The move to realize cost efficiencies in other countries was not without controversy. In 2006 Dräxlmaier's subsidiary HIB received public attention when, without any announcement, it closed down its production site and logistics center in Böblingen after all the equipment had been moved to Buchsal headquarters during a holiday in June. The company management vacated the Böblingen site, which had become unprofitable, after a lengthy dispute with HIB's labor council. Part of the staff later agreed to be transferred to Bruchsal. In July 2007, Dräxlmaier made headlines again when the company paid an estimated SKK 9 million (about $3.7 million) to the southern Slovakian city of Rimavska Sobota in an out-of-court-settlement, after it had changed its mind about setting up a new factory there. The expected additional business was to be handled by existing factories in Romania instead.
While many automotive companies were moving further East, primarily into China, at the midpoint of the first decade of the 2000s, Dräxlmaier looked West, simply because at the time the potential market for expensive vehicles looked more promising in the regions governed by the North American Free Trade Agreement (NAFTA) than in Asia. In 2005 the company built a new production plant for vehicle electrical systems and interior components in San Luis Potosí in central Mexico. Beginning in 2006, some 1,800 newly trained Mexican workers began manufacturing electrical systems for the BMW models Z4 and X5, which were delivered just-in-sequence to BMW's assembly line in Spartanburg, South Carolina. The unusually complex wire harnesses for the BMW X5 contained about 900 different cables consisting of up to 100 modules, and weighing up to 100 pounds. The factory also delivered electrical systems for the Bora Variant to Volkswagen's assembly line in Puebla, Mexico, and interior components to Dräxlmaier's new customer General Motors for their Cadillac STS.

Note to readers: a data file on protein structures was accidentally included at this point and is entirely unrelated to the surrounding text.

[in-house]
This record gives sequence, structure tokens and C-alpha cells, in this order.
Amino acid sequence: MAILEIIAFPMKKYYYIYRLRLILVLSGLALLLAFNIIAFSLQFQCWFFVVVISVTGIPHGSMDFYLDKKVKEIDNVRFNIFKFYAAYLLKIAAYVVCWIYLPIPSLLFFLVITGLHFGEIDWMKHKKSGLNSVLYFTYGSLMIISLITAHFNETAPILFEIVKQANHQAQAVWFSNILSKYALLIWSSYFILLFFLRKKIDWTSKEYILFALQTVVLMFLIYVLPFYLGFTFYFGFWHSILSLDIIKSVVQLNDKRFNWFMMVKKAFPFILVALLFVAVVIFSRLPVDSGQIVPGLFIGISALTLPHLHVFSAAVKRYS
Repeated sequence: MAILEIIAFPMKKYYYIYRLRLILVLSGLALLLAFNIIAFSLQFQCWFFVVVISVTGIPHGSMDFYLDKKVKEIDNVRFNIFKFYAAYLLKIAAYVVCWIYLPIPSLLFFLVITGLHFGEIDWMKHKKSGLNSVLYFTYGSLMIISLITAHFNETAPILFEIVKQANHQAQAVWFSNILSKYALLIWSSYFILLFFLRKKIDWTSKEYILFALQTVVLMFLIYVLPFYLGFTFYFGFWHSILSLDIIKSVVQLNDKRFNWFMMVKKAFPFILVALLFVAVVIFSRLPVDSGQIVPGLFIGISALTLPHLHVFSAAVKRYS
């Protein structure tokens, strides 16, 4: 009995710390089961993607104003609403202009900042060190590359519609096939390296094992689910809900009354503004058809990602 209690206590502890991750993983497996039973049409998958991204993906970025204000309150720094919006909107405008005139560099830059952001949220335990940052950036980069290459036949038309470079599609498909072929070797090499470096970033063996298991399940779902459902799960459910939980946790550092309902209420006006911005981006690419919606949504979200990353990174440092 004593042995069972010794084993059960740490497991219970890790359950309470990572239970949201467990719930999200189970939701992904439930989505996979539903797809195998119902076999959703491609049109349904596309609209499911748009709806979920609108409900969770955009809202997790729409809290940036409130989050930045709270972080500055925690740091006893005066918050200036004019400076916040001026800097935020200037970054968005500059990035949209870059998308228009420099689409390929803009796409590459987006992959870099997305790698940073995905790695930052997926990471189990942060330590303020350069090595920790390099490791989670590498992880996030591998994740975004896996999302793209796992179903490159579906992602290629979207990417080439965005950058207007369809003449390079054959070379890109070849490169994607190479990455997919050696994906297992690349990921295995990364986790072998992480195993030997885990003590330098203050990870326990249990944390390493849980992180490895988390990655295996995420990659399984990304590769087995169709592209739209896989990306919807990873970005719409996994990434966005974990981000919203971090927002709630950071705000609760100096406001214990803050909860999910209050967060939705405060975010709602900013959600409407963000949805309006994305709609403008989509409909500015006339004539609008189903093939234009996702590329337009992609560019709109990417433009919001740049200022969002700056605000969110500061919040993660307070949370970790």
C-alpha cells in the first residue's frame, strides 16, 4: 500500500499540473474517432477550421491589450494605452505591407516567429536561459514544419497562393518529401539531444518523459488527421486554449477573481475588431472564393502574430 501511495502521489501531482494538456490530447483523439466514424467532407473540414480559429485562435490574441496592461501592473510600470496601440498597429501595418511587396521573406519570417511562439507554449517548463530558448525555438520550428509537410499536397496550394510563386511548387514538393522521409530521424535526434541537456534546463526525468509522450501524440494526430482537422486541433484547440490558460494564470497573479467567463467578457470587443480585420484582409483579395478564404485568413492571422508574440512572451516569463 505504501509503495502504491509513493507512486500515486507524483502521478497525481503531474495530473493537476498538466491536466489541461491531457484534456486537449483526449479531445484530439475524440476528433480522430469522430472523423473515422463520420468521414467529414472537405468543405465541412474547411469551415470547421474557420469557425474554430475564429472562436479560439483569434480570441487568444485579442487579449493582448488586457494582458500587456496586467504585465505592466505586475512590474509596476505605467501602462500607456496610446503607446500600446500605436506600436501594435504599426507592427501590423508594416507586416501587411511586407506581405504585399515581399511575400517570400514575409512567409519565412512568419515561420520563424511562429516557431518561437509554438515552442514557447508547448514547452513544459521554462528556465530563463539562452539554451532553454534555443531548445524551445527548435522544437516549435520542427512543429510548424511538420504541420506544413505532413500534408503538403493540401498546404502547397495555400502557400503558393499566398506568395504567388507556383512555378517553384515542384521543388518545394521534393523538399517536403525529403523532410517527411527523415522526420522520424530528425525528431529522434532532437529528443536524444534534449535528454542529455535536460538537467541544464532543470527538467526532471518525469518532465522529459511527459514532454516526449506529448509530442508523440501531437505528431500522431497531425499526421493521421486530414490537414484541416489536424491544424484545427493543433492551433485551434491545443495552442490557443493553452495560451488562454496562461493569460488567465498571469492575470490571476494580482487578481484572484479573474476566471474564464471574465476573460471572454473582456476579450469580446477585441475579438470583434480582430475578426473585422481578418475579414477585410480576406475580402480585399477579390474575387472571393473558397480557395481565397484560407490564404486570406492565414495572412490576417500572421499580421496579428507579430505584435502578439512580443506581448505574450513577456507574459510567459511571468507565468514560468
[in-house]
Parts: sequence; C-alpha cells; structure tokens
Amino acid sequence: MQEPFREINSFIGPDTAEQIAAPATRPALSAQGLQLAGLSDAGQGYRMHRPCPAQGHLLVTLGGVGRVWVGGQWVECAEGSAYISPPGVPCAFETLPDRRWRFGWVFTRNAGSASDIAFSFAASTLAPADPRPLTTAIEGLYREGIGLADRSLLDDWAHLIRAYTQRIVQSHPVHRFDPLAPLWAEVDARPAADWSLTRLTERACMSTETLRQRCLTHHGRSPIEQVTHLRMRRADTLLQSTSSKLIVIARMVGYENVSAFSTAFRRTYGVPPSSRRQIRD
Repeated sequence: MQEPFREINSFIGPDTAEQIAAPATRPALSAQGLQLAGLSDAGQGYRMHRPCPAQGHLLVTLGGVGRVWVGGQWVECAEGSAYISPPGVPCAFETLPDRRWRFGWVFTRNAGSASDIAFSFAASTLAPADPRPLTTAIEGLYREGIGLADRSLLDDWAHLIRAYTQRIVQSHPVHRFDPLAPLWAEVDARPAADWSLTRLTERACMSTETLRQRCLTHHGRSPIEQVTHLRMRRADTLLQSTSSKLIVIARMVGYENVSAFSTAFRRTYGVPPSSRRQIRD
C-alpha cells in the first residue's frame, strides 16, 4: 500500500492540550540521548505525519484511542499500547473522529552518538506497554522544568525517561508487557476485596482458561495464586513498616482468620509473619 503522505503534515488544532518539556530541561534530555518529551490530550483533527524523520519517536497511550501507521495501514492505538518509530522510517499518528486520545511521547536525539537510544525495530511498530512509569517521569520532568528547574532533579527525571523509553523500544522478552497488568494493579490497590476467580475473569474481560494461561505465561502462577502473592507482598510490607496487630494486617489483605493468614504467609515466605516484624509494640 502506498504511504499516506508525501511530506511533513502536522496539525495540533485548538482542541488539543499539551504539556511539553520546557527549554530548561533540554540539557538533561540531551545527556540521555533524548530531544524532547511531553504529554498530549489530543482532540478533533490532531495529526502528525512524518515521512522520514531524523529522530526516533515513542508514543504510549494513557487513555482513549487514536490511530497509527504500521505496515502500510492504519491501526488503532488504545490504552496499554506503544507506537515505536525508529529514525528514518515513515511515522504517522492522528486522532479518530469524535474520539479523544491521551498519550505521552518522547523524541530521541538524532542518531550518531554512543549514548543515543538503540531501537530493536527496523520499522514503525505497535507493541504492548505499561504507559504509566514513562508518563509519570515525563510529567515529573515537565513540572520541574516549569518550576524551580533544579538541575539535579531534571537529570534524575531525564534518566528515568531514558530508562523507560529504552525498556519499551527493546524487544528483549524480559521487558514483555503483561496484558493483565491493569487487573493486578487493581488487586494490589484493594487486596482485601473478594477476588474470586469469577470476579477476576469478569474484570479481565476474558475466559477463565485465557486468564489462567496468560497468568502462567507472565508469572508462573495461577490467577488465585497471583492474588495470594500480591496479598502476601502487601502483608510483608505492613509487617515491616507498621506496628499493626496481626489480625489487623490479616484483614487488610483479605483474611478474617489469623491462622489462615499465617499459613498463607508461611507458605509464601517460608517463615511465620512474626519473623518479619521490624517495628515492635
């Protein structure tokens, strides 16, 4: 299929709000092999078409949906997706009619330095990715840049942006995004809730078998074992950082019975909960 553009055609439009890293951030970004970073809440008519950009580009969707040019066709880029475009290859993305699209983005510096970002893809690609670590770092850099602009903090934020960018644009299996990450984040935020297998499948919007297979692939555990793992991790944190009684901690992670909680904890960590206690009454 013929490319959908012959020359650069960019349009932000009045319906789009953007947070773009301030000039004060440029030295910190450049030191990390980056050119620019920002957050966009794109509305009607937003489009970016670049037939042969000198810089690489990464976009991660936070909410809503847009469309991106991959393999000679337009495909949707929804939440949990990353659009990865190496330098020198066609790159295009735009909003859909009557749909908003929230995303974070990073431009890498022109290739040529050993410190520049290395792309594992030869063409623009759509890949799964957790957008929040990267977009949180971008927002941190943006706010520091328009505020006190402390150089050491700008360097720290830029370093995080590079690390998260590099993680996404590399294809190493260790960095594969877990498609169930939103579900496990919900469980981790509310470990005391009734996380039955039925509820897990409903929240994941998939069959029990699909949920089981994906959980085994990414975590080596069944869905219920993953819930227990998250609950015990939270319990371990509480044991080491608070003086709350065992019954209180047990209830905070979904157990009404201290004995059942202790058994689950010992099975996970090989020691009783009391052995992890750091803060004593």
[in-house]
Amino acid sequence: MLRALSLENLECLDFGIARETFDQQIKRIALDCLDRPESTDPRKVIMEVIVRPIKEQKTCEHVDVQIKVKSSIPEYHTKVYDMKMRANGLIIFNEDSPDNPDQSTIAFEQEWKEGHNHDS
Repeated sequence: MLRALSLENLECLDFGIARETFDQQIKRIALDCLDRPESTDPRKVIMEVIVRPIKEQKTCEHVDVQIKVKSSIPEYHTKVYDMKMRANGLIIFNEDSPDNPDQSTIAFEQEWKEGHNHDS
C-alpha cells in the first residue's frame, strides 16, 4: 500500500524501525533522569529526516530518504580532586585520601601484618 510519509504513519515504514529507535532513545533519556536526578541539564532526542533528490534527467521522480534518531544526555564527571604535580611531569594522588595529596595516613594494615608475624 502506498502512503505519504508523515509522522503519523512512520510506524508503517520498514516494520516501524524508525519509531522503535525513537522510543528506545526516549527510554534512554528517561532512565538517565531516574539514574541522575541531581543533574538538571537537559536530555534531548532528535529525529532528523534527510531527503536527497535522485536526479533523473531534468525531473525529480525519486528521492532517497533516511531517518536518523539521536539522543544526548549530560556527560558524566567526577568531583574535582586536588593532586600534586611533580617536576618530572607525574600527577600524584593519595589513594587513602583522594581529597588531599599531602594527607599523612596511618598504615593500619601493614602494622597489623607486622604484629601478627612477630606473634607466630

With such newly won customers as Toyota, Jaguar, Bugatti, and Cadillac, Dräxlmaier seemed to be well on the way to further growth. However, to keep up with increasingly fierce competition in the global automotive industry, resulting in mounting cost pressures, Dräxlmaier was striving to optimize the group's international structures and to encourage closer cooperation across divisions and locations by introducing so-called Synergy Boards. Looking ahead, the Dräxlmaier Group anticipated additional growth in the premium interiors segment and expected a significant increase in business from longtime customer Audi. Other promising markets for Dräxlmaier were Japan, where the company opened a customer service center in Toyota City in April 2007, and the United States. The company also had a number of new products in the pipeline. By 2010 upscale passenger cars may well be equipped with electrically adjustable arm rests or automatic sun shades in the front doors, made by Dräxlmaier.